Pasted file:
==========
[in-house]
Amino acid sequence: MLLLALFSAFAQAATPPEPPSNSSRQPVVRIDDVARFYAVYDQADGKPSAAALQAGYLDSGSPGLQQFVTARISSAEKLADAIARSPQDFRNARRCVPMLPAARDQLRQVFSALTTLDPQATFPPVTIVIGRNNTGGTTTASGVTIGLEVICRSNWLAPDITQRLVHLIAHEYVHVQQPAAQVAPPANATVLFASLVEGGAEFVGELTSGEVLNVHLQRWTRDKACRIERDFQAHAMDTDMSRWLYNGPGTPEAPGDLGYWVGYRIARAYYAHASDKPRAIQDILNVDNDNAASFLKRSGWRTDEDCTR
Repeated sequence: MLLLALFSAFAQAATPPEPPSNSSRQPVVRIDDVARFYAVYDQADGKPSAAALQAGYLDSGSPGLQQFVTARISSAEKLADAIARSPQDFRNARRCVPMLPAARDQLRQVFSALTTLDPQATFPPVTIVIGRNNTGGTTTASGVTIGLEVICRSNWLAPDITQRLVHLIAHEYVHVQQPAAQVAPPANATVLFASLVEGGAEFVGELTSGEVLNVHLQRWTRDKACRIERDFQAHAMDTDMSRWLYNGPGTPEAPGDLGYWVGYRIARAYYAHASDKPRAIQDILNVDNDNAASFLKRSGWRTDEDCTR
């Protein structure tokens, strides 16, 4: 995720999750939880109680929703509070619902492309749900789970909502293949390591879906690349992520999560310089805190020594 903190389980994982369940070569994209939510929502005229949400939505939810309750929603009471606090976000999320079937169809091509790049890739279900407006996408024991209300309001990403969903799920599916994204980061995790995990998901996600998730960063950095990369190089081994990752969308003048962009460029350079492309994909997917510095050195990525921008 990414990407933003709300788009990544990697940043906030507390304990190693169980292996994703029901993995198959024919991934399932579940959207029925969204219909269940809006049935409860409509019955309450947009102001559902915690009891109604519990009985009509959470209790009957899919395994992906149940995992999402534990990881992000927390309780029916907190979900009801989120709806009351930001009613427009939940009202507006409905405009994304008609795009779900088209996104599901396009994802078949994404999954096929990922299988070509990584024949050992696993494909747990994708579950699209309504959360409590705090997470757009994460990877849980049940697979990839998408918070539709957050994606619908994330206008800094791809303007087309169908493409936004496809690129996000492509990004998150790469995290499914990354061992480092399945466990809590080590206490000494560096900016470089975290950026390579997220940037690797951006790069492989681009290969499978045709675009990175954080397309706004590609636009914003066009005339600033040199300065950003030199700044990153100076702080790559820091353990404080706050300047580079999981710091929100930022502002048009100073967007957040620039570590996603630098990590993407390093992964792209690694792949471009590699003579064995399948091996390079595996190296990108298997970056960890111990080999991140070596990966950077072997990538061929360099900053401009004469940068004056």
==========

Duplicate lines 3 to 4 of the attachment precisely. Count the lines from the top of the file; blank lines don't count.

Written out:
Repeated sequence: MLLLALFSAFAQAATPPEPPSNSSRQPVVRIDDVARFYAVYDQADGKPSAAALQAGYLDSGSPGLQQFVTARISSAEKLADAIARSPQDFRNARRCVPMLPAARDQLRQVFSALTTLDPQATFPPVTIVIGRNNTGGTTTASGVTIGLEVICRSNWLAPDITQRLVHLIAHEYVHVQQPAAQVAPPANATVLFASLVEGGAEFVGELTSGEVLNVHLQRWTRDKACRIERDFQAHAMDTDMSRWLYNGPGTPEAPGDLGYWVGYRIARAYYAHASDKPRAIQDILNVDNDNAASFLKRSGWRTDEDCTR
């Protein structure tokens, strides 16, 4: 995720999750939880109680929703509070619902492309749900789970909502293949390591879906690349992520999560310089805190020594 903190389980994982369940070569994209939510929502005229949400939505939810309750929603009471606090976000999320079937169809091509790049890739279900407006996408024991209300309001990403969903799920599916994204980061995790995990998901996600998730960063950095990369190089081994990752969308003048962009460029350079492309994909997917510095050195990525921008 990414990407933003709300788009990544990697940043906030507390304990190693169980292996994703029901993995198959024919991934399932579940959207029925969204219909269940809006049935409860409509019955309450947009102001559902915690009891109604519990009985009509959470209790009957899919395994992906149940995992999402534990990881992000927390309780029916907190979900009801989120709806009351930001009613427009939940009202507006409905405009994304008609795009779900088209996104599901396009994802078949994404999954096929990922299988070509990584024949050992696993494909747990994708579950699209309504959360409590705090997470757009994460990877849980049940697979990839998408918070539709957050994606619908994330206008800094791809303007087309169908493409936004496809690129996000492509990004998150790469995290499914990354061992480092399945466990809590080590206490000494560096900016470089975290950026390579997220940037690797951006790069492989681009290969499978045709675009990175954080397309706004590609636009914003066009005339600033040199300065950003030199700044990153100076702080790559820091353990404080706050300047580079999981710091929100930022502002048009100073967007957040620039570590996603630098990590993407390093992964792209690694792949471009590699003579064995399948091996390079595996190296990108298997970056960890111990080999991140070596990966950077072997990538061929360099900053401009004469940068004056």